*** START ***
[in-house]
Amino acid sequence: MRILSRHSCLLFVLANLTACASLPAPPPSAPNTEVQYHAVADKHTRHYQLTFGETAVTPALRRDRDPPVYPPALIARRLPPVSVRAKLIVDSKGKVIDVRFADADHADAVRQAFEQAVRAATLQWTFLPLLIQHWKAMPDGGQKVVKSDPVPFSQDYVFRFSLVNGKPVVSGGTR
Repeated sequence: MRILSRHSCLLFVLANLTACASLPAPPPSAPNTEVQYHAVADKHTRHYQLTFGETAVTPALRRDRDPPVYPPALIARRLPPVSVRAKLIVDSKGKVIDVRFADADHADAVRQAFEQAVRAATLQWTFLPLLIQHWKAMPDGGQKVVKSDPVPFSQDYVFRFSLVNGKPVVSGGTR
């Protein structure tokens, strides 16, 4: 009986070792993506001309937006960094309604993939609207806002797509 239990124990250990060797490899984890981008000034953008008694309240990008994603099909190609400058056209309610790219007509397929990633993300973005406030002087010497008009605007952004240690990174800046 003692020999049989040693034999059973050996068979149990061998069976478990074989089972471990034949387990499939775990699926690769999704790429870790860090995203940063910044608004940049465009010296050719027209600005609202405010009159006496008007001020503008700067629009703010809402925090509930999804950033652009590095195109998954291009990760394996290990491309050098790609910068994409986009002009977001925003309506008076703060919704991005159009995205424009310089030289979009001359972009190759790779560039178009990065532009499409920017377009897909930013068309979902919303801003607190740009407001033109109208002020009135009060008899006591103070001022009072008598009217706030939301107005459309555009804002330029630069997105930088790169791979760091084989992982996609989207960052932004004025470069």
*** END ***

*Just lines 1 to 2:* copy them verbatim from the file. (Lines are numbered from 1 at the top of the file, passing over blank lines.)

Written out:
[in-house]
Amino acid sequence: MRILSRHSCLLFVLANLTACASLPAPPPSAPNTEVQYHAVADKHTRHYQLTFGETAVTPALRRDRDPPVYPPALIARRLPPVSVRAKLIVDSKGKVIDVRFADADHADAVRQAFEQAVRAATLQWTFLPLLIQHWKAMPDGGQKVVKSDPVPFSQDYVFRFSLVNGKPVVSGGTR